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Kelly Shortridge
I was wondering why my Canarytoken (a file folder) was triggering & discovered the culprit was chrome.exe. Turns out quietly began performing AV scans on Windows devices last fall. Wtf m8? This isn’t a system dir, either, it’s in \Documents\
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Kelly Shortridge Mar 29
Replying to @swagitda_
Here’s the source on the Windows device scanning: “Chrome helps you find suspicious or unwanted programs on your Windows computer.”
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Logan Attwood Mar 29
might be interested in this
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Xavier Ashe Mar 29
I wonder what does with the data it collects via this hidden feature....
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Kelly Shortridge Mar 29
As far as I can see, it doesn’t warn you about this anywhere in Chrome Settings (including Advanced Settings). Also couldn’t find any documentation on what exactly it’s supposed to scan, just that it does. Feels like something that should be an opt-in
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Ant Stanley Mar 29
So do I! That would be more disturbing than Google doing it... I think ...
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Kelly Shortridge Mar 29
Replying to @IamStan @googlechrome
I’m pretty confident it’s Chrome itself, not a plug-in or script, particularly given they admit they do it. But I’ll have to test further to 100% confirm
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Kelly Shortridge Mar 29
Replying to @swagitda_
I’m also now wondering if this is why my box is crashing so often 🤔 when I googled the errors before, advice was to uninstall third party AV & until now I didn’t think I had any.... ffs
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blank Mar 29
Replying to @swagitda_
I wonder if they are saving and uploading the file paths 'for cloud analysis'.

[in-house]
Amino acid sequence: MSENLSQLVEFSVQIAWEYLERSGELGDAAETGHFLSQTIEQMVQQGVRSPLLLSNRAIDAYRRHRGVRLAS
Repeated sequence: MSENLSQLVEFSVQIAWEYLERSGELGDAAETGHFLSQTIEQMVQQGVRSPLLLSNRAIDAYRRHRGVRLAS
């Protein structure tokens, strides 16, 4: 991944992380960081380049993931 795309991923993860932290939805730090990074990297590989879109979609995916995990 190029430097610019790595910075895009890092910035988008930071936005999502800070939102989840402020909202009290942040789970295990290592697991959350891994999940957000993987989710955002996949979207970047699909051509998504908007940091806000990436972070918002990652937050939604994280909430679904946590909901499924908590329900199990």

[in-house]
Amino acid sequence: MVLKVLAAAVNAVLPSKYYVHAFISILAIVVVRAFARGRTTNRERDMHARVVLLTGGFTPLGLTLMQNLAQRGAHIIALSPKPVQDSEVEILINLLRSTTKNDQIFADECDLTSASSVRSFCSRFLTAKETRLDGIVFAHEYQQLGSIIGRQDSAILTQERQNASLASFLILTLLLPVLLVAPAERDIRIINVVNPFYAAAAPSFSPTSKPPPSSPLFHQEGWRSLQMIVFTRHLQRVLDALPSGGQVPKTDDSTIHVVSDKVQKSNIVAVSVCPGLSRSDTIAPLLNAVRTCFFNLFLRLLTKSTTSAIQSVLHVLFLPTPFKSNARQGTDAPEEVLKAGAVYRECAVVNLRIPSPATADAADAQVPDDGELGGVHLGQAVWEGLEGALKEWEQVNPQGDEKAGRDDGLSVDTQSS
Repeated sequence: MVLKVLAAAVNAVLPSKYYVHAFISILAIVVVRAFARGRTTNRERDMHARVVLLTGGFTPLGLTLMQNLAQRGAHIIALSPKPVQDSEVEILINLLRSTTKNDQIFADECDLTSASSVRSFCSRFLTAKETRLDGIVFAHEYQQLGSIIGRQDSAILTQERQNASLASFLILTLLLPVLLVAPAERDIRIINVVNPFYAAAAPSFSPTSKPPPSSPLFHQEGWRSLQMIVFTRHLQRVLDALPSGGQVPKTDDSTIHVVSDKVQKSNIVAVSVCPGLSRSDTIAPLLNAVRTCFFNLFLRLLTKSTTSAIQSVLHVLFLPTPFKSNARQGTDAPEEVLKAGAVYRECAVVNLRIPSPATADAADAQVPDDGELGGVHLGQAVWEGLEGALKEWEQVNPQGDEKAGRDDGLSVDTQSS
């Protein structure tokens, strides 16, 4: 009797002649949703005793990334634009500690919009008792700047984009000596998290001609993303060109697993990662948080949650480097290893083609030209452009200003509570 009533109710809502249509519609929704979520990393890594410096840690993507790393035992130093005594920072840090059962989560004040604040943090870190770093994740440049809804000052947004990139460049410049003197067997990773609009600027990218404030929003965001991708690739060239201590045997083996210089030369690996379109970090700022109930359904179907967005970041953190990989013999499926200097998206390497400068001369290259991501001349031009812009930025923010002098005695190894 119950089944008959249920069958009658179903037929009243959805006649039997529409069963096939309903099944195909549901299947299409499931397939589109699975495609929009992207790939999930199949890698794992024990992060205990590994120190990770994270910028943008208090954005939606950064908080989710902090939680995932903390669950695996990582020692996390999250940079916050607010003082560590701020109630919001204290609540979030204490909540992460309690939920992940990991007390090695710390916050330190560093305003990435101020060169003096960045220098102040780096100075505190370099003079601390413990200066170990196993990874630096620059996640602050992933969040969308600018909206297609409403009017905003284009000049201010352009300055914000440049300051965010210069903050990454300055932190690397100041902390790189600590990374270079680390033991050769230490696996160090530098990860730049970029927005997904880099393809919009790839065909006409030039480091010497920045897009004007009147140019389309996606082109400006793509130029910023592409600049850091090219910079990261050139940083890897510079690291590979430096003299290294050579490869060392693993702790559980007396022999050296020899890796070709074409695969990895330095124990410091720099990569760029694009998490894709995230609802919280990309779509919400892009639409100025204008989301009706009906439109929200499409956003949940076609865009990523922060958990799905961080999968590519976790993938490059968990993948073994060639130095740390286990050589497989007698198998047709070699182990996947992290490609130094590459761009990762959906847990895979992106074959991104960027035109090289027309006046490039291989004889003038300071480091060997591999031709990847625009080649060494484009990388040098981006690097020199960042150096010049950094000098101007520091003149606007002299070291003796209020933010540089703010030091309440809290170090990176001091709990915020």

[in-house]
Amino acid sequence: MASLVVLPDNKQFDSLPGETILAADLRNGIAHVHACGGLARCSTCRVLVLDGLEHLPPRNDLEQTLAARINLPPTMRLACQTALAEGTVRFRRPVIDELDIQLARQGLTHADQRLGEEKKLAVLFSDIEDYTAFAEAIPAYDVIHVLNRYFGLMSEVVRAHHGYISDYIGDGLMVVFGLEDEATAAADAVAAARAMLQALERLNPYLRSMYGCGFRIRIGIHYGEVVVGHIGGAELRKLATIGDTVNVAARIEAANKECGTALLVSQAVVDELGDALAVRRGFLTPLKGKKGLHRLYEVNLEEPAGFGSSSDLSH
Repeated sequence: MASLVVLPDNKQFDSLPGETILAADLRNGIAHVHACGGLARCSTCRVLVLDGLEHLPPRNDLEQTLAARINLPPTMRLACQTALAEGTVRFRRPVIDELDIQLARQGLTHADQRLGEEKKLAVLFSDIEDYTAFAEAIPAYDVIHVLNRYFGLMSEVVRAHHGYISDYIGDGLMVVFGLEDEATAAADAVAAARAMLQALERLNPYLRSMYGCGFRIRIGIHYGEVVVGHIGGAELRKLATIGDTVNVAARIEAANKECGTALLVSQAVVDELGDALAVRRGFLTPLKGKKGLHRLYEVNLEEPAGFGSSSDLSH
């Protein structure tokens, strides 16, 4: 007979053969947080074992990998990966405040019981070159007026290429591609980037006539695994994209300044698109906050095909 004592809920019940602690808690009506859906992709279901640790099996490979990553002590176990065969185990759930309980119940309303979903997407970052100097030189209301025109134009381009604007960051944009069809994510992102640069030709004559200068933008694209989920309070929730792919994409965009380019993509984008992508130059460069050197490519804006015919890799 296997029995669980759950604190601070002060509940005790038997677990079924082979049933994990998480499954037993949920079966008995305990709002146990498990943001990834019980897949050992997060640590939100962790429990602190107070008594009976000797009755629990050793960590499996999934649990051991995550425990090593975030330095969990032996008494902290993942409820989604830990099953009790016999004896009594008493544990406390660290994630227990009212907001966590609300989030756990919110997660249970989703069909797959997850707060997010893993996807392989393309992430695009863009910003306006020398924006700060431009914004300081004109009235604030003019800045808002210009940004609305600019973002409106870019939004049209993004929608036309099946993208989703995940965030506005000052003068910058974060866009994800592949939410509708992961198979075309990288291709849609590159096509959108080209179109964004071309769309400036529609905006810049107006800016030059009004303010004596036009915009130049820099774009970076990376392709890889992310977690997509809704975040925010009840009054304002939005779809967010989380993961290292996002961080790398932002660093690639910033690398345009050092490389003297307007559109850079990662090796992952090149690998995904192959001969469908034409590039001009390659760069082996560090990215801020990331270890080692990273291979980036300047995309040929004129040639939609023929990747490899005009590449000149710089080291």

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buherator Mar 30
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م. محمد الدوب Mar 30
No reason to think they won't be doing it anytime soon. This makes me remember how the Google Chrome security team is so publicly against AV... And now they create a hidden one in their browser. Undocumented too.
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Justin Schuh 🗑 Mar 30
Replying to @swagitda_ @laparisa
Well, it targets Chrome hijacking rather than the much broader scope of general purpose AV/AM. But yeah, here's the announcement (and we're also preparing to open source the AV sandbox code).
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Kelly Shortridge Mar 30
Replying to @justinschuh @laparisa
I think it’s super unclear from that announcement that non-system files (ie personal / professional) files will also be scanned towards that goal. I’m actually really surprised you haven’t had pushback from enterprises (if they’re aware)
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Justin Schuh 🗑 Mar 30
Replying to @swagitda_ @laparisa
Just to be very clear, this is all local scans with a local signature engine—so no data from the scans should leave the system (i.e. it's absolutely not "cloud" AV). It's also a vastly narrower and less invasive scan than conventional AV/AM.
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Justin Schuh 🗑 Mar 30
Replying to @swagitda_ @laparisa
I also have to double check, but I believe there's an enterprise opt-out, because this is really intended for unmanaged consumer systems (since they're the most commonly hijacked).
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Kelly Shortridge Mar 30
Replying to @justinschuh @laparisa
Really appreciate you responding & explaining (though I still really wish there was a consumer opt-out, even just in advanced settings). Will this be part of what you’ll be posting publicly?
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мара-яга Mar 30
That ‘unwanted software policy’ is super interesting – would love to read/hear more about how Chrome-ESET makes it go
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Justin Schuh 🗑 Mar 30
Replying to @swagitda_ @laparisa
A correction: There is currently no enterprise policy to disable it (because enterprise policies have been abused in the past to hijack consumer systems) but I'm having the team investigate solutions to better address enterprise concerns.
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Justin Schuh 🗑 Mar 30
Replying to @swagitda_ @laparisa
The problem with consumer opt-outs is that they're the first switch that gets toggled during a hijack—so they end up being immediately self defeating. It's just a very hard set of concerns to balance.
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Adam Mar 30
you could sue. deleting files without a consent is potentially criminal.
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